The historic walled city of Nin, Croatia, is over an hour’s ride from Zadar, and well worth the trip. It’s on an inlet, surrounded by Croatia’s dramatic mountains. The old walls stand around a small island, which has been protected from Croatia’s many and constant invaders by remoteness.
The excavations of historic structures there are accessible, and even without the permission I got from the welcoming historic center hosts, visitors can walk through them without confronting protective fences and guards. The small archaeological museum is open, with ancient icons easily available and touchable monuments.
Since the 9th century B.C. the civilization of the Illyrian tribe of Liburnians was present before the Romans came, who had a strong sea and trade center called Aenona. The rich archeological finds prove strong sea links with Greece and the Hellenistic world: recent explorations revealed a rarity, a very well preserved Byzantine mosaic on the floor of aRoman villa.
The Croats colonized Nin at the beginning of the 7th century. The first Croatian state community was formed at the end of the 8th and beginning of the 9th century. Nin was the first Croatian royal town, with its period of glory being from the 7th to the 13th centuries.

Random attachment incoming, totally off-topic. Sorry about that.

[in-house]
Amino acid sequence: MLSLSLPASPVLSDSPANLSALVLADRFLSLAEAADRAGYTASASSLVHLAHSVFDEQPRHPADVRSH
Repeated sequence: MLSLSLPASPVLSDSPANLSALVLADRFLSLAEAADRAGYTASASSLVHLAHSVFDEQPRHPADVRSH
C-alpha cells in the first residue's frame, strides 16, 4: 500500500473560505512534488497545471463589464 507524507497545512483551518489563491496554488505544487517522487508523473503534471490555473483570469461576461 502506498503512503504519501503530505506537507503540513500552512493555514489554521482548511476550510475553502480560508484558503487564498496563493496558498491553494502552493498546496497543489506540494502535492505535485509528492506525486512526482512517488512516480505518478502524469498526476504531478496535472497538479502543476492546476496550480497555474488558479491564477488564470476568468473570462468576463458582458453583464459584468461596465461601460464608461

In Nin, the former capitol of Croatia, coronations of the rulers were held when regimes changed. Now there is a festival that celebrates its history and its reclamation, with ceremonies held in the world’s smallest cathedral, the church of the Holy Cross.
The small church of the Holy Cross from the 9th century is the most important pre-Romanesque preserved monument of the old Croatian architecture. A cupola covers the center of the cross-shaped ground plan of the church named “the smallest cathedral of the World”. The name of a Croatian župan Godecaj is extolled on the adorned stone lintel of the small church. There is another inscription “Branimir Duke of the Croats” that originates from a former church of St. Michael around 888. The present parish church of St. Anselm has been built on the location of an old Romanesque- Gothic cathedral. Its treasury keeps the reliquaries from around 800 AD.
The waters around the old capitol hold boats of all sorts, one of them an antique fishing boat resurrected for modern day visitors.
In the town center is the very essential well, that kept the residents supplied during many sieges.
Like all of Croatia, in Nin, flowers, abundant vegetables and fruit grow everywhere, and olive groves are scattered throughout the town. Wonderful grotesque sculptures are guardians at the gates, and cobbled walkways wind through lovely homes made of the omnipresent stone.